Students, athletes express concerns about monkeypox outbreak
September 30, 2022
Senior Kennedy Fayton-Guzman first learned of the monkeypox outbreak from her mother, a nurse who warned her to be wary of monkeypox the same way people were and are of COVID-19.
“Honestly, I wasn’t (worried) at the beginning of the school year,” said Fayton-Guzman, a basketball player. “But now that I’m going into sports and we’re going to start playing games, I’m a bit concerned because having contact with other people, you never know.”
The 2022 outbreak of monkeypox in the United States involves the less severe of the virus’ two versions. But as of Sept. 14, it has accumulated over 23,000 cases and one death since its introduction
to the states, according to the Centers for Disease Control and Prevention (CDC). The virus spreads through prolonged skin-to-skin contact and the CDC says some of its symptoms include a rash, fever and chills, muscle aches, fatigue and swollen lymph nodes.
While the original source of the monkeypox virus is unknown, its discovery can be attributed to 1958 when the virus was discovered in two colonies of monkeys being used for research
purposes. The first human case of the virus was recorded in 1970 and prior to its resurgence in 2022, almost all reported cases of it spurred from central and western African countries with the cause being linked to interaction with infected imported animals.
“I’m not too concerned about it,” said junior Arvin Khosravy, a member of the Birmingham Community Charter High School’s boys wrestling team. “As long as you’re healthy, hopefully, or somewhat healthy, you should be fine and within a couple of weeks, the disease should be killed out.”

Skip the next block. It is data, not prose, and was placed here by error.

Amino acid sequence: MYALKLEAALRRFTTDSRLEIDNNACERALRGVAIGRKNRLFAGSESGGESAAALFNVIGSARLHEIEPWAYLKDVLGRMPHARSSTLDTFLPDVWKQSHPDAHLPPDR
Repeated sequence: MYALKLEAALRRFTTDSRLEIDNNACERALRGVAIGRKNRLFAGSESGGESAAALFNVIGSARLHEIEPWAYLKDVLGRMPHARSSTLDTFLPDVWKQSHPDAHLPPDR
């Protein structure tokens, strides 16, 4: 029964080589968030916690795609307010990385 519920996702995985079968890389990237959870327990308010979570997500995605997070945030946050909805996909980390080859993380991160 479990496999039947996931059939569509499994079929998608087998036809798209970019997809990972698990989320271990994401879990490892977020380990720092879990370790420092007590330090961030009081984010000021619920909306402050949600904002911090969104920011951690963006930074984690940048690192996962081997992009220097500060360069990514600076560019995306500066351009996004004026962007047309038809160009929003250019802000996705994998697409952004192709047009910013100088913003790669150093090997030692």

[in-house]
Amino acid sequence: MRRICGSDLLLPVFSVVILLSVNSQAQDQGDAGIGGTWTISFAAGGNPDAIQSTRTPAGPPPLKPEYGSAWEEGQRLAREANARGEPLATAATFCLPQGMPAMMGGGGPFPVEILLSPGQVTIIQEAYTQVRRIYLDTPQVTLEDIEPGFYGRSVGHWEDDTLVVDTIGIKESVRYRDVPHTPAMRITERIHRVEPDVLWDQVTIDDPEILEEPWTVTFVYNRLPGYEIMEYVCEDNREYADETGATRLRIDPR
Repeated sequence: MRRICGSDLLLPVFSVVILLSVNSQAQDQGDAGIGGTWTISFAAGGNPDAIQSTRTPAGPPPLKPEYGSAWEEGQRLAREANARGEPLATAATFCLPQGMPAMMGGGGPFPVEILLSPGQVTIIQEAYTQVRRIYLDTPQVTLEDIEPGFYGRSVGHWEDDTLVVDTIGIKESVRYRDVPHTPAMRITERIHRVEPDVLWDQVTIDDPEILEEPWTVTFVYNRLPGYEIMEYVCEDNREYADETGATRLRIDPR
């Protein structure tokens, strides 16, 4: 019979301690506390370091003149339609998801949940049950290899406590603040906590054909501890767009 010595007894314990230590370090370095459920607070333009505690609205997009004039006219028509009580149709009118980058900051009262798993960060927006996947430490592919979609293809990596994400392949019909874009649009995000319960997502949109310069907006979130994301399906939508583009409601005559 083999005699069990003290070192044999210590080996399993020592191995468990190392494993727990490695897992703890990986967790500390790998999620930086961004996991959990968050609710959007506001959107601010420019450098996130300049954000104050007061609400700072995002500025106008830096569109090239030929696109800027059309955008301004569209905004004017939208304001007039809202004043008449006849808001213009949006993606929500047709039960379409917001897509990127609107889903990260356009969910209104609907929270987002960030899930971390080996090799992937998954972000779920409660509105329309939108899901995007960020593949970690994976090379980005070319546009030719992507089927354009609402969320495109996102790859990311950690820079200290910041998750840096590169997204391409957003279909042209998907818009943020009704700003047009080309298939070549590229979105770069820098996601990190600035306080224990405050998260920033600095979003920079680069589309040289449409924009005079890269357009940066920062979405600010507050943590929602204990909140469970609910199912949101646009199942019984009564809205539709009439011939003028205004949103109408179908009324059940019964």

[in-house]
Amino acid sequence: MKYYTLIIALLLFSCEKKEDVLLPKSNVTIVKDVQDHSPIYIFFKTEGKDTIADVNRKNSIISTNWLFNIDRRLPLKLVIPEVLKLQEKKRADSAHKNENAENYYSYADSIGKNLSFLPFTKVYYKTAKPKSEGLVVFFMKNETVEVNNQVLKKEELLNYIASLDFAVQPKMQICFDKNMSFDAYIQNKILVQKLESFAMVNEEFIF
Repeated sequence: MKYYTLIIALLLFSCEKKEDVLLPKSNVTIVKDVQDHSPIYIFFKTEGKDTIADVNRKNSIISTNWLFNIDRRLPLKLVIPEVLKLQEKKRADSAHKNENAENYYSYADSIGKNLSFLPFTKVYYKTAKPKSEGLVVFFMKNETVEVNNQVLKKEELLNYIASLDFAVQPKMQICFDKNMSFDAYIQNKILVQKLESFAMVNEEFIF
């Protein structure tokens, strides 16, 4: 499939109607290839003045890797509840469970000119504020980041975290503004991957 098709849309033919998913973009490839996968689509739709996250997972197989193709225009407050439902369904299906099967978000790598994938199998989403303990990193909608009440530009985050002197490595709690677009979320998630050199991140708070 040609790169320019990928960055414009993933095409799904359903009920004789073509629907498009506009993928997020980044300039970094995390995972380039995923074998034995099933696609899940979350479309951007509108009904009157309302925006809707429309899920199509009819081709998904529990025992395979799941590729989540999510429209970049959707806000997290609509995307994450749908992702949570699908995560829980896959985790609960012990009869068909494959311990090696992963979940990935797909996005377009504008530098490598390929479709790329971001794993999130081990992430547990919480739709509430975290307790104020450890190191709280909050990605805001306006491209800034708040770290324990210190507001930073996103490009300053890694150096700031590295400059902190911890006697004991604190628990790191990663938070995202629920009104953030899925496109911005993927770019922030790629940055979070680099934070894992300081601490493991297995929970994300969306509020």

Khosravy also mentioned that it’s routine for skin checks to be performed prior to a match to determine whether or not someone is fit to wrestle, which allows a sense of security for him when participating in the sport.
In a poll of 15 students conducted by The Pearl Post, 53.3% of participants said they were concerned about monkeypox. Of those participants, 62.5% said ‘Yes’ and 37.5% said ‘Maybe’ to getting a vaccine if it became available to those under 18. The primary reason for the other 46.7% saying they weren’t concerned was that they hadn’t heard enough about monkeypox, although 85.7% of those said ‘Maybe’ to taking the vaccine if it became available.
“I think the fact that it’s not talked about makes me concerned,” said a senior who took the poll. “The information I have is limited, but from what I understand, it’s transmitted through close contact. Even if that sug
gests that I shouldn’t worry about it, the fact that that’s all I know shows that there’s a lot of potential for those misinformed.”
The 2022 monkeypox outbreak hasn’t been given the amount of attention that COVID-19 received due to its low lethality and its lack of a pandemic status. However, sites like the CDC and the Los Angeles County Department of Public Health (LACDPH) have made sure to stay updated on reliable information for those under 18 who want to know more about the virus and how to prevent and treat it until an official vaccine for that age group is released.
To prevent the spread of monkeypox, the LACDPH advises that you get vaccinated if eligible (for those under 18, you currently must be considered high risk to be eligible) and avoid intimate contact with anyone showing monkeypox symptoms as well as the person’s bedding, towels or other items that haven’t been washed. For more information on the monkeypox outbreak, visit the official CDC and LACDPH websites on the topic.